My guest this week is author Miranda Brock. From an early age she has always loved fantasy and adventure everything. Since she doesn't live in a world of enchanting powers, mythical beasts, and things unbelievable she has decided to write about them (although, if you happen to see a dragon flying around, do tell her).
Born in southern Illinois, where she still resides with her husband and two children, she grew up running through the woods, playing in creeks, and riding horses. What started out as writing poetry grew into short stories and eventually led to her first novel, Souls Discovered. Miranda lives in the country where she finds inspiration in the simplicity and beauty around her. With the help of a ridiculous amount of coffee and some good music she writes whenever she gets a chance.
Miranda has a published book, Souls Discovered, and I encourage you to check it out by clicking the book cover. Here's a summary about the book.
"Spin away with young Autumn as she finds a seemingly innocuous gold necklace on her family’s farm and inadvertently uncovers her destiny as 'The Keeper'. Autumn’s discovery of the necklace activates “The Window” and alerts both good and evil forces to her whereabouts. Autumn is pulled from everything she knows, and is tossed into a life of unknowns. Enigmatic enemies called Dehmons hunt her at every turn, and if captured the very world she lives in will fall into destruction. With the help of seven Searchers Autumn must learn to use the power she has been given before it is too late. Will she choose to follow the dangerous destiny thrust upon her? Will she be able to withstand the temptation of a relationship that could jeopardize everything? Most importantly, will Autumn be able to find the strength within herself to fight the dead-eyed evil Dehmon souls?"
I was able to catch up with Miranda and ask a few questions.
1. Does writing energize or exhaust you?
I would have to say both. Nothing is more energizing than starting on a new scene or chapter, especially if I'm working on a battle scene. Writing a fight scene can really get me amped up and I can hardly get my pencil across the paper fast enough. Afterwards is when I will feel mentally exhausted and wrung out. It's a good feeling though, especially when I see what I've accomplished.
2. Do you try more to be original or to deliver to readers what they want?
I tend to lean towards being more original. I didn't start out writing with the potential readers in mind. I started writing because creating stories was something I loved doing. Of course, now I want to write books that readers will enjoy but not at the sacrifice of being original and true to myself. I would much rather gain readers that enjoy what I write than to write something I do not feel drawn to just to gain readers.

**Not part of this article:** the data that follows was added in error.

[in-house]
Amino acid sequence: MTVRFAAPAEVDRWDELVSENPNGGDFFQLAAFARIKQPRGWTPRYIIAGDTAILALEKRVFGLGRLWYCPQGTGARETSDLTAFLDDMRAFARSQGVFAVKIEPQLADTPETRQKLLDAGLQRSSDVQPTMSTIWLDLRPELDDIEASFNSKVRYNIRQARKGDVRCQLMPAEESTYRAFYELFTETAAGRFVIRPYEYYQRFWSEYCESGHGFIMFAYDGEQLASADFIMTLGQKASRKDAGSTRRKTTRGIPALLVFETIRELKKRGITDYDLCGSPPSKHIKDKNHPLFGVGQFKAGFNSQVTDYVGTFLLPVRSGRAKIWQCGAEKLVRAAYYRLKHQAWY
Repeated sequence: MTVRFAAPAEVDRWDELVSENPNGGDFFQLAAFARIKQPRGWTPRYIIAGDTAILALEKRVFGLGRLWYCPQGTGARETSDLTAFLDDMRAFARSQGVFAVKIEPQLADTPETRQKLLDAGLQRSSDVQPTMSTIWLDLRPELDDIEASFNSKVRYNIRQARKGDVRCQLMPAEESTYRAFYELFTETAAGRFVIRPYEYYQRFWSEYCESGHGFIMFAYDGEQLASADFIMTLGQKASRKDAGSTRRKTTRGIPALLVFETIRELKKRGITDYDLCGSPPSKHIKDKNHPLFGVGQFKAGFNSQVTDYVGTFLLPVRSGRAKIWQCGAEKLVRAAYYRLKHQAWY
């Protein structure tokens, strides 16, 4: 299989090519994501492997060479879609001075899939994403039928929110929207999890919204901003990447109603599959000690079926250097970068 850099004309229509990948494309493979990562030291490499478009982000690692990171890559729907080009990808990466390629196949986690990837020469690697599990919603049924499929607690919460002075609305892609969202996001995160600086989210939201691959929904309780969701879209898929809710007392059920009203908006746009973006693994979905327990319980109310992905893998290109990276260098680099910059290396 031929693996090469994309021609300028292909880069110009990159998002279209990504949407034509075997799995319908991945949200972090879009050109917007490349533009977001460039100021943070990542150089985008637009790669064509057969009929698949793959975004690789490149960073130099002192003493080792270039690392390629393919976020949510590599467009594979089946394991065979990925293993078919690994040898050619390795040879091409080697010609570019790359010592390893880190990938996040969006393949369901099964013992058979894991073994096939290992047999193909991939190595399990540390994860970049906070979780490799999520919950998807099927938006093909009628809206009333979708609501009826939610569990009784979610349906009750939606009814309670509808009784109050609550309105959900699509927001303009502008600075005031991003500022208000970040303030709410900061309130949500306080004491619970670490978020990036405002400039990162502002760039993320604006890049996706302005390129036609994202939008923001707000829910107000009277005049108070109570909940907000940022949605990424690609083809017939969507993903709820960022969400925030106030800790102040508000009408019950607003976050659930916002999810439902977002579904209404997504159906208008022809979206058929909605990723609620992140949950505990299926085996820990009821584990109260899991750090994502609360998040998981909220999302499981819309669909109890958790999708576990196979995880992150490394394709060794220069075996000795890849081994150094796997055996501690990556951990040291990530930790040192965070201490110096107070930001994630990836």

3. What is one thing you wished you had known when you first started writing?
This one is easy. I wish I would have started building a platform sooner. I did not start promoting myself or my work until after I had released my first book. Oh well! Lesson learned, right? I'm catching up now and I've been having great fun meeting so many wonderful fellow authors and spending countless hours on social media.
4. What kind of research do you do, and how long do you spend researching before beginning a book?
I spent a lot of time doing research for my debut novel, Souls Discovered. A great deal of my research went towards researching culture, accents, and weaponry. I have characters From Ireland, Scotland, Russia, and Japan in my novel. I knew doing accents could be tricky and annoying if done incorrectly. The last thing I wanted was for my Irish character to sound like a pirate with an addiction to Lucky Charms cereal. I believe I’ve found a good balance so the characters sound authentic without sounding, well, hokey. Researching weapons was a lot of fun. I even got hands on! My heroine, Autumn, has to learn how to throw knives, so I bought throwing knives to practice with. It was fun to learn the technique, how to stand, and which muscles became sore. I still throw them from time to time. I might even be able kill a Dehmon three feet away, now!
5. How do you select the names of your characters?
Picking character names is a lot of fun with a little bit of pressure. It's a lot like choosing a name for your child. It has to fit. Having so many foreign characters in my books provides a little bit of a challenge. I usually look at lists of names.
Thanks to Miranda Brock for visiting with me and answering my questions. If you want to know more about her and her books, check the links below.
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